The diminutive Dukes

 

Mention ‘Ducati’ and we think ‘Multistrada,’ ‘Panigale,’ ‘Monster’, or perhaps 916, 888 or 750SS. Earlier, and our minds conjure up images of Mach 1s and Elites. But Ducati began manufacturing 50cc cyclemotors and for decades built a range of under 100cc models from the superb to the, well, less desirable…

Words: Richard Rosenthal Photographs: Mortons Archive

Adriano, Marcello and Bruno Ducati, along with their successful engineering father Antonio, established the company Società Scientifica Radio Brevetti Ducati in Bologna on July 4, 1926, to manufacture radio components. Former physics student Adriano handled technical development and production; Marcello, design; and Bruno, management and company finance. The business thrived, enabling them to move to a new site in the Borgo Panigale region of Bologna.

A 98S Ducati on test with Motor Cycling, in 1956.

Unfortunately, as for so many, the Second World War was unkind to the company who’d lost machinery to the Germans, while Allied bombing largely reduced the factory to rubble. Despite enterprising efforts, it was declared bankrupt on December 1, 1947.

Without delving too much into politics, the company was considered a significant asset and restructured by a consortium predominately comprising the Italian government and the Vatican. As a result, management passed from the brothers to Fondo Industrie Meccaniche (FIM) and L’Istituto Mobilaire Italiano (IMI) and for better or worse, the business was under the control of the Italian Government. The Bologna plant was rebuilt to concentrate on cameras, cinema equipment and Cucciolo production, while electronics and associated products were manufactured in Milan.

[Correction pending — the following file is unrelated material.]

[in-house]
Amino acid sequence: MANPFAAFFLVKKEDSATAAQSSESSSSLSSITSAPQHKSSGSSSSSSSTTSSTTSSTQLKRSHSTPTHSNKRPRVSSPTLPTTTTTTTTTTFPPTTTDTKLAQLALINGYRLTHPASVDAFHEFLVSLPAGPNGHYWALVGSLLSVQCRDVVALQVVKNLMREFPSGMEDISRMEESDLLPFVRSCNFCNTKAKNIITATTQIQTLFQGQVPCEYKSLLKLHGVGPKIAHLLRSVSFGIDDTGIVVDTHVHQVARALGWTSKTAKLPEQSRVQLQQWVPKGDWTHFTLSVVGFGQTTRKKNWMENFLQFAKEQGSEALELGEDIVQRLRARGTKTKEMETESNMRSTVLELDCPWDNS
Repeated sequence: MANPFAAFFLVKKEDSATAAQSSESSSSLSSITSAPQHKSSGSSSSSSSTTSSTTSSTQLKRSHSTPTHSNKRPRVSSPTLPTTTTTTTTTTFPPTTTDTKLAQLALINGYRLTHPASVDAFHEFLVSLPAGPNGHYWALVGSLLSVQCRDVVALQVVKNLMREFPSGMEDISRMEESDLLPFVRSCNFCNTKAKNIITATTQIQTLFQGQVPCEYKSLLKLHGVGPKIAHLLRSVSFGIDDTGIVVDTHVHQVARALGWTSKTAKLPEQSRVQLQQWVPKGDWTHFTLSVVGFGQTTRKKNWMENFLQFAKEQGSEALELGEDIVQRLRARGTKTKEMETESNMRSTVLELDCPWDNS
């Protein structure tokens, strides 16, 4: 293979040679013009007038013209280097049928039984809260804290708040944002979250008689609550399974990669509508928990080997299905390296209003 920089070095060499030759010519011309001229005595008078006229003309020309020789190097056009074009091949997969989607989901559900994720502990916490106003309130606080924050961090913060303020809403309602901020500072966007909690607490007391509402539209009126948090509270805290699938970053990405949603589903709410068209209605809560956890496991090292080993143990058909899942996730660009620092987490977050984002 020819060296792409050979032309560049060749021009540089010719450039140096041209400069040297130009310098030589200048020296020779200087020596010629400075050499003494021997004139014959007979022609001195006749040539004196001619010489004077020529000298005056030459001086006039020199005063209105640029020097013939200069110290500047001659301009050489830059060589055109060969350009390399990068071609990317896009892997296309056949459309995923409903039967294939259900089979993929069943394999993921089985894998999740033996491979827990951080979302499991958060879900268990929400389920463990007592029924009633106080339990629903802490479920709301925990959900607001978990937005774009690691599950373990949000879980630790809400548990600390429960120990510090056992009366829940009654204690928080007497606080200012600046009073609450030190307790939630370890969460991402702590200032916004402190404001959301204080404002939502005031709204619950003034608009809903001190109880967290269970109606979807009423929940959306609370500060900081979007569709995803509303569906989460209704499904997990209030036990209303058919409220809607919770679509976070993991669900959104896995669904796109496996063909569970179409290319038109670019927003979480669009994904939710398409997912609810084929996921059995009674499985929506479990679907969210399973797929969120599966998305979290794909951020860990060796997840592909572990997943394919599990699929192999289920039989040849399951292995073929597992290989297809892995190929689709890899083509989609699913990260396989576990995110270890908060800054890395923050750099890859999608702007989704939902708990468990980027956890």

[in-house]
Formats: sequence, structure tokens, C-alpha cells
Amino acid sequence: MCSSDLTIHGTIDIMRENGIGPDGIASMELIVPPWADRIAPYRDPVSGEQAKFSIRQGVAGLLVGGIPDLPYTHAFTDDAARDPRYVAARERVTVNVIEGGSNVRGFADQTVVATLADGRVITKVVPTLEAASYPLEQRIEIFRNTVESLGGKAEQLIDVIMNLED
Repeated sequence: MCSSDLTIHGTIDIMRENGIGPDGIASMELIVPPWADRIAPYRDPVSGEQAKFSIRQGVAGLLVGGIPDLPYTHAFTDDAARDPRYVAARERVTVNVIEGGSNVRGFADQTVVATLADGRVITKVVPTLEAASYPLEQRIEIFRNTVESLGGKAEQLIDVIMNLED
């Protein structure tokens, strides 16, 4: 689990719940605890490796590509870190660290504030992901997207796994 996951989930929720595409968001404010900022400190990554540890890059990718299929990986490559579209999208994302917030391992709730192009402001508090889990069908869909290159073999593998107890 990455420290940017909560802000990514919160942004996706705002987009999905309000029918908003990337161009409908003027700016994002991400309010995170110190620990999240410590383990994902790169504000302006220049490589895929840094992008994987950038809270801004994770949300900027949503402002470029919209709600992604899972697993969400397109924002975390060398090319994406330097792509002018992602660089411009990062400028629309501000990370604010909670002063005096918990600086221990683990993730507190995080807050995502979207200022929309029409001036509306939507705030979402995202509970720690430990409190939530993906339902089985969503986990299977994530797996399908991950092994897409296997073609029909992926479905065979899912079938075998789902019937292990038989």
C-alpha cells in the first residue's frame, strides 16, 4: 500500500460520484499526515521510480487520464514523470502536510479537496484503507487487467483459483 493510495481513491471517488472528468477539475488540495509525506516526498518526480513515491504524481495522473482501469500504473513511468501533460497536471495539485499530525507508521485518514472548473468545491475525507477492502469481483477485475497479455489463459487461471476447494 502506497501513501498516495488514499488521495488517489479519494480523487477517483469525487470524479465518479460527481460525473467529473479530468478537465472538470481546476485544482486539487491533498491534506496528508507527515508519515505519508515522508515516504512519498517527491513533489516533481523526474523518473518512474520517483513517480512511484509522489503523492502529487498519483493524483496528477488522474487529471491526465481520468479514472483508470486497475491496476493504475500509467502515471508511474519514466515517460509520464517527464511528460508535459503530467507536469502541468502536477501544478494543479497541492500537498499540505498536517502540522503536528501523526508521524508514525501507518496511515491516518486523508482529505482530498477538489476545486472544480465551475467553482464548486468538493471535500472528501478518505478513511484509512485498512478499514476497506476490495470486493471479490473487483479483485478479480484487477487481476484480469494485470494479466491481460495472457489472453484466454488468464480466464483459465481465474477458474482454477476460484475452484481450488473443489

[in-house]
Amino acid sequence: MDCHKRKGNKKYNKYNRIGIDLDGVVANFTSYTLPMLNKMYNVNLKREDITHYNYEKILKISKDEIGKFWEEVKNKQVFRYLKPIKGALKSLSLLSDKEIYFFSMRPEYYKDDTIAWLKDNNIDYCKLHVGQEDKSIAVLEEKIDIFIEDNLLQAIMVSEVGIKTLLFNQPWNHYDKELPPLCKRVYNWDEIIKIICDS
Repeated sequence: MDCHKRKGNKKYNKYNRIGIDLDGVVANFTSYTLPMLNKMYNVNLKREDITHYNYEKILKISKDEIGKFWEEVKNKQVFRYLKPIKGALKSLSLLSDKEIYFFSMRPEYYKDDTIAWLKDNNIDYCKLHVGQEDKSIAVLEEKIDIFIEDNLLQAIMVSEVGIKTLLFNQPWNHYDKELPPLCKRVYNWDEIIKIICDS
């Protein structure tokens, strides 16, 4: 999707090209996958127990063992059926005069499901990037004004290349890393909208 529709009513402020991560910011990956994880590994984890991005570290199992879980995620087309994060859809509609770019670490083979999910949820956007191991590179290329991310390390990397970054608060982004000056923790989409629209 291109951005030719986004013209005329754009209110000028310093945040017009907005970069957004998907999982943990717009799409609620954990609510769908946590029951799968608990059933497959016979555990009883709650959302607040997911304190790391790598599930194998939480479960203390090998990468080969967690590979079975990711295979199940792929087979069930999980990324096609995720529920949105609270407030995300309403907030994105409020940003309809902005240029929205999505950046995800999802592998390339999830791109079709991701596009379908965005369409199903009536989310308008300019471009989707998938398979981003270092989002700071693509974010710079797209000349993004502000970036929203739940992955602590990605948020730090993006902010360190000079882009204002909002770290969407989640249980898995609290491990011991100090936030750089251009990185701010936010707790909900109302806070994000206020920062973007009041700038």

During 1953, the company’s management (read ‘Italian government’) took the decision to split it into two distinct businesses: Ducati Elettrotecnica (much later Ducati Energia) and Ducati Meccanica SpA, the part we’re interested in. Over the decades, Ducati has enjoyed good times and rough rides but it survives and thrives under the ownership of Automobili Lamborghini SpA, in turn a subsidiary of Audi AG, part of the German Volkswagen Group. The current ownership chain may seem complex enough, but many earlier dealings pre the Audi connection were much worse, so we’ll omit them!

Read more in the June issue of TCM – on sale now!

 

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